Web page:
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U.S. Existing Home Sales Unexpectedly Fall 2.6% In March

U.S. Existing Home Sales Unexpectedly Fall 2.6% In March
4/19/2012 10:40 AM ET

Existing home sales in the U.S. showed an unexpected decrease in the month of March, according to a report released by the National Association of Realtors on Thursday, although sales remain above the level seen in the same month a year ago.

NAR said existing home sales fell 2.6 percent to an annual rate of 4.48 million in March from an upwardly revised 4.60 million in February. The drop surprised economists, who had expected existing home sales to edge up to 4.62 million from the 4.59 million originally reported for the previous month.

Despite the second consecutive monthly decrease, existing home sales in March were still up by 5.2 percent compared to the 4.26 million-unit rate in March of 2011.

Lawrence Yun, NAR chief economist, said, "The recovery is happening though not at a breakout pace, but we have seen nine consecutive months of year-over-year sales increases."

"Existing-home sales are moving up and down in a fairly narrow range that is well above the level of activity during the first half of last year," he added.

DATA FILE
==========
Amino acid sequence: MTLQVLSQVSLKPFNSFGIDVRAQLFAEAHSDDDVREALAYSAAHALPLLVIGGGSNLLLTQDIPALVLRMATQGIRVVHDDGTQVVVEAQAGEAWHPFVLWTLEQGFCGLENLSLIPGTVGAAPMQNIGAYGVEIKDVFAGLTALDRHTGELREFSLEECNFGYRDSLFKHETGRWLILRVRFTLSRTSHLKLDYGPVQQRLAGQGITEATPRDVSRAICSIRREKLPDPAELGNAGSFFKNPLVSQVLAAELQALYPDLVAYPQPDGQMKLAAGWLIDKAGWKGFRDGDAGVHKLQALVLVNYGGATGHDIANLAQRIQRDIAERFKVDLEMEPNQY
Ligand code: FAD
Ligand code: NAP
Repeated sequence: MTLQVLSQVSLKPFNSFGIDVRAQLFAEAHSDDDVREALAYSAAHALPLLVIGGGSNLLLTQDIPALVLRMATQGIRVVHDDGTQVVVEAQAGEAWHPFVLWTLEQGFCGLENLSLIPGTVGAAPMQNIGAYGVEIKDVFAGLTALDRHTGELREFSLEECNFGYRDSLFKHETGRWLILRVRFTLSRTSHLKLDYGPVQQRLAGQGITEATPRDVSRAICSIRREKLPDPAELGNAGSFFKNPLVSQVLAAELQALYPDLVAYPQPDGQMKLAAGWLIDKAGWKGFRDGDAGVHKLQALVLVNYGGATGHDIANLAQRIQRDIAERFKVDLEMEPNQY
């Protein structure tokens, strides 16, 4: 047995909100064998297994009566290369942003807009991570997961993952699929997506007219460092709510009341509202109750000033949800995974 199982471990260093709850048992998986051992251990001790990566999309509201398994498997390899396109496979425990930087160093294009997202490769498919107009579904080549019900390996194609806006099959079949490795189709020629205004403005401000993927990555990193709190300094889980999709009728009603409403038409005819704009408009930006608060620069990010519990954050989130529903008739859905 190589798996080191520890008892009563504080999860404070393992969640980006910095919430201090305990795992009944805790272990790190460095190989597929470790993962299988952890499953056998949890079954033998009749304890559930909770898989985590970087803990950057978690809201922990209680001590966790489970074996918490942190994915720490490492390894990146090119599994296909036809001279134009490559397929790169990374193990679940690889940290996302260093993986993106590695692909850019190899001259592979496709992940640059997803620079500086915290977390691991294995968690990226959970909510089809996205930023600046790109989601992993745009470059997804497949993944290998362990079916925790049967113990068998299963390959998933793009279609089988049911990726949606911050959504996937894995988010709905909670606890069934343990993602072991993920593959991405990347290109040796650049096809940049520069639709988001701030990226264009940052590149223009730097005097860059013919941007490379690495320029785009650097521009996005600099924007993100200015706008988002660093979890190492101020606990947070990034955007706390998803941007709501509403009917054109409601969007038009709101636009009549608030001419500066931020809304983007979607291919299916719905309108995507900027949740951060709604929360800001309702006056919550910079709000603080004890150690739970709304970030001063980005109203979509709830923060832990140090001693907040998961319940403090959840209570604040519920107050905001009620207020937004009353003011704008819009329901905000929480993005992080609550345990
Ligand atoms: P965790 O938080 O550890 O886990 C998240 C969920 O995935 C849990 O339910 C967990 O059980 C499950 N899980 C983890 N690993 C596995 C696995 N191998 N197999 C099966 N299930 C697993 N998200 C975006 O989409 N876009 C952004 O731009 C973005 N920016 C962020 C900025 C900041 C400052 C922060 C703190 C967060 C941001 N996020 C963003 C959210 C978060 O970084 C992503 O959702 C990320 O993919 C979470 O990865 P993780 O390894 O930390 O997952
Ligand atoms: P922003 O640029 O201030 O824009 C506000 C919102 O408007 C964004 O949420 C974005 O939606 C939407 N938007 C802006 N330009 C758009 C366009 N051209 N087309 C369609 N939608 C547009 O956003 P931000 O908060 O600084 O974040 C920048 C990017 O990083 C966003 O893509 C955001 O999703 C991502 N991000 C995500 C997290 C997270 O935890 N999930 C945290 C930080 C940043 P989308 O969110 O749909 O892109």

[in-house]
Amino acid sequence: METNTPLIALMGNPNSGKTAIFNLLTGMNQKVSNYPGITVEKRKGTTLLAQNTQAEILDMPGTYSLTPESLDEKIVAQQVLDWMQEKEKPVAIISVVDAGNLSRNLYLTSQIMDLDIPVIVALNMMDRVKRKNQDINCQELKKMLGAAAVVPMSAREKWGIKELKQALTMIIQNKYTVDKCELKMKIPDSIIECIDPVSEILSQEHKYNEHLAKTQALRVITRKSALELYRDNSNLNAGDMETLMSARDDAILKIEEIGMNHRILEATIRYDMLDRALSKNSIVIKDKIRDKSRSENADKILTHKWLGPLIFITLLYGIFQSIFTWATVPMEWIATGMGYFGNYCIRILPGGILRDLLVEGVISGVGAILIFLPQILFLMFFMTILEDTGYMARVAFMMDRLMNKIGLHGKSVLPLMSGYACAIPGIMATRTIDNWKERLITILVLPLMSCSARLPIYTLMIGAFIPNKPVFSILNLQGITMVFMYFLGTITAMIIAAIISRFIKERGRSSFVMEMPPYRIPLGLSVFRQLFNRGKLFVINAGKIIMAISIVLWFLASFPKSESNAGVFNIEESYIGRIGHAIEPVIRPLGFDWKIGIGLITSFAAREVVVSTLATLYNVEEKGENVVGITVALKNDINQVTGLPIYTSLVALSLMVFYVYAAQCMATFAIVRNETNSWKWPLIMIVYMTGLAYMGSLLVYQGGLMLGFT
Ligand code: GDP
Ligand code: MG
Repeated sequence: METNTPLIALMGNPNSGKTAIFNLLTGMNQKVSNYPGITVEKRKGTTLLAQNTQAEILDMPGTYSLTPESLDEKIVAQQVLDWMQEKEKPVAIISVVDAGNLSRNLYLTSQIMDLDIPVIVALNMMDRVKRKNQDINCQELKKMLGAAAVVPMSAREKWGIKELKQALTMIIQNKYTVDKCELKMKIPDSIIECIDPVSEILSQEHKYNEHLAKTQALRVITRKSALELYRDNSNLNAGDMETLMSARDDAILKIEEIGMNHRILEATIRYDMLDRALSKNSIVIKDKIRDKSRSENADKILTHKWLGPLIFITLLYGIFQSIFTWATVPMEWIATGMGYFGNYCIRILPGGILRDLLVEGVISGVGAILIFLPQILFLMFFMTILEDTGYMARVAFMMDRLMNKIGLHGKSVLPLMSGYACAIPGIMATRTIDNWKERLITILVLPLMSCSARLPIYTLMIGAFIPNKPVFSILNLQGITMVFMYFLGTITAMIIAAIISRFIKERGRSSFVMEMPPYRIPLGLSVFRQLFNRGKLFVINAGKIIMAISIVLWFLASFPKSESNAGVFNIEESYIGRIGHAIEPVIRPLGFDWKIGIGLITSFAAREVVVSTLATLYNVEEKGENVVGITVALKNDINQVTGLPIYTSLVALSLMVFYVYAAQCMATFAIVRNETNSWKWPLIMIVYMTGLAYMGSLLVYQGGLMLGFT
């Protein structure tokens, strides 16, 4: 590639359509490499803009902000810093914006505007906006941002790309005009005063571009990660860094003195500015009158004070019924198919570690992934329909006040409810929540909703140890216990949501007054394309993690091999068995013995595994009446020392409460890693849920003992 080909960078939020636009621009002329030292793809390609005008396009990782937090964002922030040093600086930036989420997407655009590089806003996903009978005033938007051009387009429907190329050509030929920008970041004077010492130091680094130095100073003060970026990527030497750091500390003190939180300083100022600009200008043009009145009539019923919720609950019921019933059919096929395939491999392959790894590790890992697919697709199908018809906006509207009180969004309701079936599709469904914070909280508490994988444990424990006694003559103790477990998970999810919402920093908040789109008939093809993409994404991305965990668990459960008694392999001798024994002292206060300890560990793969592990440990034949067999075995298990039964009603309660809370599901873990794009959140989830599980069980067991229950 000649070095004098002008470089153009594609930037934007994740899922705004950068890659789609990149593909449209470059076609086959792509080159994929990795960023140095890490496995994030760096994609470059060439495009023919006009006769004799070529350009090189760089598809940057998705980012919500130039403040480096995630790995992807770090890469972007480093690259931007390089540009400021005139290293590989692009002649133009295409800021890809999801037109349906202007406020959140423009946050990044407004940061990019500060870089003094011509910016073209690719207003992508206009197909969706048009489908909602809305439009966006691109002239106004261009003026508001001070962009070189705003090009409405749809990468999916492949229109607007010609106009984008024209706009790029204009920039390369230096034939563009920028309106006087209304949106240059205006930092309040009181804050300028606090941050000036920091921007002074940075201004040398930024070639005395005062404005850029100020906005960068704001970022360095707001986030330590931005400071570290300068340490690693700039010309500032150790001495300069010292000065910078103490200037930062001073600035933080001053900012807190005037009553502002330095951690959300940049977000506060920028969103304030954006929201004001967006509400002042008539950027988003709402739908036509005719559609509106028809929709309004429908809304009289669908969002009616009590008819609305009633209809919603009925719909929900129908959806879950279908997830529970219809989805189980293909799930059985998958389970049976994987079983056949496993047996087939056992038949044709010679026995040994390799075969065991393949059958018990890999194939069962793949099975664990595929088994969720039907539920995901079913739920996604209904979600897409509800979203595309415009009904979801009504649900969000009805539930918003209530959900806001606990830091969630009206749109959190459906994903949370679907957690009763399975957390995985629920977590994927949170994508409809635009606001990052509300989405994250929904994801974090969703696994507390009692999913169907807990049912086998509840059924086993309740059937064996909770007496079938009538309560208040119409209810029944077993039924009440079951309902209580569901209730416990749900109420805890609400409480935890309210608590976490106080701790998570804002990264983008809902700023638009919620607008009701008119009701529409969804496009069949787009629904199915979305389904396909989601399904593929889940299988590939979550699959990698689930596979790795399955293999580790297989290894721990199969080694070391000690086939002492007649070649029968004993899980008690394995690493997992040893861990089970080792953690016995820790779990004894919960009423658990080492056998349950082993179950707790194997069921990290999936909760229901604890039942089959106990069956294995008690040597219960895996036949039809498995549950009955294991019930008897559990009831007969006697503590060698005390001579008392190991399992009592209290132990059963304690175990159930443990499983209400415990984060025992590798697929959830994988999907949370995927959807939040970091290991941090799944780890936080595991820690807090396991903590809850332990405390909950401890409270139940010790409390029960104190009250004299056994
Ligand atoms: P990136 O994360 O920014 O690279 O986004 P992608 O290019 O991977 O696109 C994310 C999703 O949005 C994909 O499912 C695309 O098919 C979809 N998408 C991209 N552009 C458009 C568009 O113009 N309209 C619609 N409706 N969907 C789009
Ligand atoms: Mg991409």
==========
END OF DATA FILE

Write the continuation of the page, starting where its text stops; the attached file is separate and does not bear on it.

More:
The report also showed that there were 2.37 million existing homes available for sale at the end of March, reflecting a 1.3 percent drop from February. The number of homes available for sale represents 6.3 months of supply at the current sales rate, unchanged from the previous month.

NAR also said the national median existing-home price for all housing types was $163,800 in March, up 5.3 percent from $155,600 in February and up 2.5 percent from $159,800 in March of 2011.

The drop in existing home sales in March was partly due to a 2.5 percent decrease in sales of single-family homes. Sales of existing condominiums and co-ops also fell by 3.8 percent.

Existing home sales in the West showed a notable 7.4 percent drop, while existing home sales in the Northeast and the South fell by 1.7 percent and 1.1 percent, respectively. Meanwhile, existing home sales in the Midwest were unchanged.

Looking ahead, Yun said, "With job growth, low interest rates, bargain home prices and an improving economy, the pent-up demand is coming to market and we expect housing to be notably better this year."

Next Tuesday, the Commerce Department is scheduled to release its report on new home sales in the month of March.

New home sales dropped 1.6 percent to an annual rate of 313,000 in February from a downwardly revised 318,000 in January.

by RTT Staff Writer

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